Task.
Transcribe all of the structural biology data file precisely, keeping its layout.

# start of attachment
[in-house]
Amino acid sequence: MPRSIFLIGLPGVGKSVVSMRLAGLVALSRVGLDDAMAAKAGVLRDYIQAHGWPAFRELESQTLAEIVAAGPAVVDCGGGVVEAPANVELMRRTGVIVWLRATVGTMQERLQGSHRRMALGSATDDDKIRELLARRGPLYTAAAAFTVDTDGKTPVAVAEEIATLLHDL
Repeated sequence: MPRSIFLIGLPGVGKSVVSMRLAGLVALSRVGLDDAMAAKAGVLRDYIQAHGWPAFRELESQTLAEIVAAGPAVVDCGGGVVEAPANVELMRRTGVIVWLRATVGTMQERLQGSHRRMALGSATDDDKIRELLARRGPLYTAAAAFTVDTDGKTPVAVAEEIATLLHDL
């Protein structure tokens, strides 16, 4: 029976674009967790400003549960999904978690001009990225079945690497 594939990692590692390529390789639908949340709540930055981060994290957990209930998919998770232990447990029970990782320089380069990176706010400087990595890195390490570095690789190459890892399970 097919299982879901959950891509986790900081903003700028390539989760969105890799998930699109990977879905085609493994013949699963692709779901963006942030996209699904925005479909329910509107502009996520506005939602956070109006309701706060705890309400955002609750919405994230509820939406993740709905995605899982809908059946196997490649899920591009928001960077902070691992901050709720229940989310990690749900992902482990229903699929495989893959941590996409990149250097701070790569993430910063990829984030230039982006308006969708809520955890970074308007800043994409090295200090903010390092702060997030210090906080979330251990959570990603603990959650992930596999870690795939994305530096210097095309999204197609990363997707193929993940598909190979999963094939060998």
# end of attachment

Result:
[in-house]
Amino acid sequence: MPRSIFLIGLPGVGKSVVSMRLAGLVALSRVGLDDAMAAKAGVLRDYIQAHGWPAFRELESQTLAEIVAAGPAVVDCGGGVVEAPANVELMRRTGVIVWLRATVGTMQERLQGSHRRMALGSATDDDKIRELLARRGPLYTAAAAFTVDTDGKTPVAVAEEIATLLHDL
Repeated sequence: MPRSIFLIGLPGVGKSVVSMRLAGLVALSRVGLDDAMAAKAGVLRDYIQAHGWPAFRELESQTLAEIVAAGPAVVDCGGGVVEAPANVELMRRTGVIVWLRATVGTMQERLQGSHRRMALGSATDDDKIRELLARRGPLYTAAAAFTVDTDGKTPVAVAEEIATLLHDL
């Protein structure tokens, strides 16, 4: 029976674009967790400003549960999904978690001009990225079945690497 594939990692590692390529390789639908949340709540930055981060994290957990209930998919998770232990447990029970990782320089380069990176706010400087990595890195390490570095690789190459890892399970 097919299982879901959950891509986790900081903003700028390539989760969105890799998930699109990977879905085609493994013949699963692709779901963006942030996209699904925005479909329910509107502009996520506005939602956070109006309701706060705890309400955002609750919405994230509820939406993740709905995605899982809908059946196997490649899920591009928001960077902070691992901050709720229940989310990690749900992902482990229903699929495989893959941590996409990149250097701070790569993430910063990829984030230039982006308006969708809520955890970074308007800043994409090295200090903010390092702060997030210090906080979330251990959570990603603990959650992930596999870690795939994305530096210097095309999204197609990363997707193929993940598909190979999963094939060998």